• Welcome to Overclockers Forums! Join us to reply in threads, receive reduced ads, and to customize your site experience!

DDR4 CAS Latency Performance Gains / Overclocking

Overclockers is supported by our readers. When you click a link to make a purchase, we may earn a commission. Learn More.


Aug 2, 2012
Long time, no post. But I found a deal on a B660 motherboard I've been eyeing for months, and I couldn't pass up. It's DDR4 support, and from what I heard at least early on, DDR5 was very finnicky with 4 sticks, and has been crazy overpriced.

Speaking of overpriced, as I'm looking for DDR4 memory to pair with this new motherboard, I noticed a pretty stark price difference:
G Skill Ripjaw V 2x16GB DDR4000 18 CAS - $110
G Skill Ripjaw V 2x16GB DDR4000 16 CAS - $200

I know in the past, memory manufacturers would upcharge for MHz quite a bit, but this has me wondering if there is an engineering / performance reason a couple CAS Latency points is almost double the price. Does RAM still behave like in the past where you can increase voltage and manually set timings? Or is it pretty much buy the speed you want and trust XMP to make it work?

I bought my current PC towards the launch of DDR4 platforms, and it has honestly held up perfectly. But I couldn't pass up this motherboard deal, and figure it's time to properly research the rest of the components.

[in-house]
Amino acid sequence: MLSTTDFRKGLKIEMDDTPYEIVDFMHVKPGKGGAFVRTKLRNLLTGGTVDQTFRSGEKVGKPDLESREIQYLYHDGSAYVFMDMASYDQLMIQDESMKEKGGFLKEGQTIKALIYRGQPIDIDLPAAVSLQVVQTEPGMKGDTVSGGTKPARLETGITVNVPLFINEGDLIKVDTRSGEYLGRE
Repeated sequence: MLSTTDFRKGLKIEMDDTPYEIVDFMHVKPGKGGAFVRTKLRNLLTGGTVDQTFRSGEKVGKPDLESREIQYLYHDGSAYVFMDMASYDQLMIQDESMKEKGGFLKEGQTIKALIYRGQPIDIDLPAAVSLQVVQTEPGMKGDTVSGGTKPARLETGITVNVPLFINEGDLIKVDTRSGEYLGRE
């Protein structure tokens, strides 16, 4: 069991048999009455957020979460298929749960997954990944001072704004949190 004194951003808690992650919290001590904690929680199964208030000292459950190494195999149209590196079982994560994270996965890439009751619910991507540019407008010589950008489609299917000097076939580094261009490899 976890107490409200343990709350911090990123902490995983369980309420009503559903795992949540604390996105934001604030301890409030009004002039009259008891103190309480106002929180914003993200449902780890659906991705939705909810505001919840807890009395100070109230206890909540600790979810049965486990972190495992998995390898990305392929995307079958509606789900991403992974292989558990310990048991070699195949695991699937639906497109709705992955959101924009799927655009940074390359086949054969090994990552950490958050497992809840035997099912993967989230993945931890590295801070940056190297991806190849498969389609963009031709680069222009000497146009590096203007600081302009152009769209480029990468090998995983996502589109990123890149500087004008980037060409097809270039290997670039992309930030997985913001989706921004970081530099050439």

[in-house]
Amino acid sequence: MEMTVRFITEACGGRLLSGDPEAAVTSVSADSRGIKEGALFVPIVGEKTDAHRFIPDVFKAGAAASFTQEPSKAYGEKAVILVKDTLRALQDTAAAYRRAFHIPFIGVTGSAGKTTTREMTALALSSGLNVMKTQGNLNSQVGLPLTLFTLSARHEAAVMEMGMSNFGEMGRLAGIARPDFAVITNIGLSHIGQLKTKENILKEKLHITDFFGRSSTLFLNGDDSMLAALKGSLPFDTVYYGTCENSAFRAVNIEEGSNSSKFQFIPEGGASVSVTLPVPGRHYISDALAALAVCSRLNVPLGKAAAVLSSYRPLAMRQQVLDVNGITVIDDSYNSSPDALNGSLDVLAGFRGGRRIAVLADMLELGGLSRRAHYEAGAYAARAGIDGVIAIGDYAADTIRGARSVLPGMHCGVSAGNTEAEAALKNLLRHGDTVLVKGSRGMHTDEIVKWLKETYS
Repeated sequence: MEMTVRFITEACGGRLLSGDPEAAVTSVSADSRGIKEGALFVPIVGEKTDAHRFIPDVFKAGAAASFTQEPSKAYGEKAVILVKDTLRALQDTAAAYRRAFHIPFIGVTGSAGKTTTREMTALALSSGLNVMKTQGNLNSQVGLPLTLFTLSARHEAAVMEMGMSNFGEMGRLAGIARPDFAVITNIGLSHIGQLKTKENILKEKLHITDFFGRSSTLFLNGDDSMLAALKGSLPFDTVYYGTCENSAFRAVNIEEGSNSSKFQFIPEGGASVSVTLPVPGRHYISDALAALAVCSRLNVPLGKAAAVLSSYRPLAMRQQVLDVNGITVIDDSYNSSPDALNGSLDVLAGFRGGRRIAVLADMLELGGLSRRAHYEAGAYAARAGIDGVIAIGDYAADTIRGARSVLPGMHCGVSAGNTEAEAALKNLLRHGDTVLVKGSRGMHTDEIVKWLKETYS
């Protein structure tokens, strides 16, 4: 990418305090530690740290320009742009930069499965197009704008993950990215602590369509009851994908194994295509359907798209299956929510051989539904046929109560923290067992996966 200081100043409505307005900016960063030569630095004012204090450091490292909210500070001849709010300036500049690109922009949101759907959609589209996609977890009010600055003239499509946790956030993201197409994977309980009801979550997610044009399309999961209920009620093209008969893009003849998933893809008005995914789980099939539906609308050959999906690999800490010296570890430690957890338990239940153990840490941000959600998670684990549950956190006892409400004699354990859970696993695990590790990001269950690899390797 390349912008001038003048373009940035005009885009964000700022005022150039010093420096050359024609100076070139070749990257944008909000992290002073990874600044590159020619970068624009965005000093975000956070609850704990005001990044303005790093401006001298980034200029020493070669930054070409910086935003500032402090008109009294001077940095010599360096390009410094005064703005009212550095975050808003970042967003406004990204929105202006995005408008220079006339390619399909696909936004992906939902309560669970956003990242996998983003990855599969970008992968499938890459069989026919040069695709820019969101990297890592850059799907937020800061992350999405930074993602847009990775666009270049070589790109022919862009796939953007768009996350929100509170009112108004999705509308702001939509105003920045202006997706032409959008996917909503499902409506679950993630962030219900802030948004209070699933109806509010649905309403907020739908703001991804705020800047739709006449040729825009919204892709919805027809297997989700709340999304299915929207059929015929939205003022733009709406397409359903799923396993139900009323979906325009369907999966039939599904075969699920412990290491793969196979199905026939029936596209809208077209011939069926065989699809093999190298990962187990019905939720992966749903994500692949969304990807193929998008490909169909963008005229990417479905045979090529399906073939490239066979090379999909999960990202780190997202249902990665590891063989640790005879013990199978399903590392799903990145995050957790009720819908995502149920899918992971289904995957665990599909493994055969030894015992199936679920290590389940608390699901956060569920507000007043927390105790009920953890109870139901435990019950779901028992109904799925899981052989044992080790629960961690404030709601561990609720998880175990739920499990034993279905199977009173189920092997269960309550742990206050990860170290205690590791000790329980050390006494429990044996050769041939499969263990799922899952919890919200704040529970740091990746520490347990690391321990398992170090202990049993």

Yes, RAM still overclocks the same as in the past, though the gains are less noticeable in game applications. If you're looking for a kit that will run stable at 4000 without overclocking then the 18CAS will be fine. You will not be able to overclock much on that kit though as it is at the top of the Hynix-M die limit (assuming I have the IC correct).

TLDR: If you're looking to set it and forget it the CAS18 is fine. If you are looking to tinker I would look at different kits.
It all kind of depends look at 5800X3D; allow to explain when your CPU has to go memory for data that's when RAM speed & latency will come into play to give you an analogy you notice pension when you retire. During your working life it's there but does nothing for you till you retire and you need it. Fast RAM will help lower stuttering or make it less worse...
Generally specific benchmarks are preferred to sweeping generalizations. Each platform and application will behave a little differently. The difficulty of course, is, has the title you like to play been benchmarked and if not what similar titles can be an accurate representation.

I believe 1% lows is a decent representation of stuttering in benchmarks.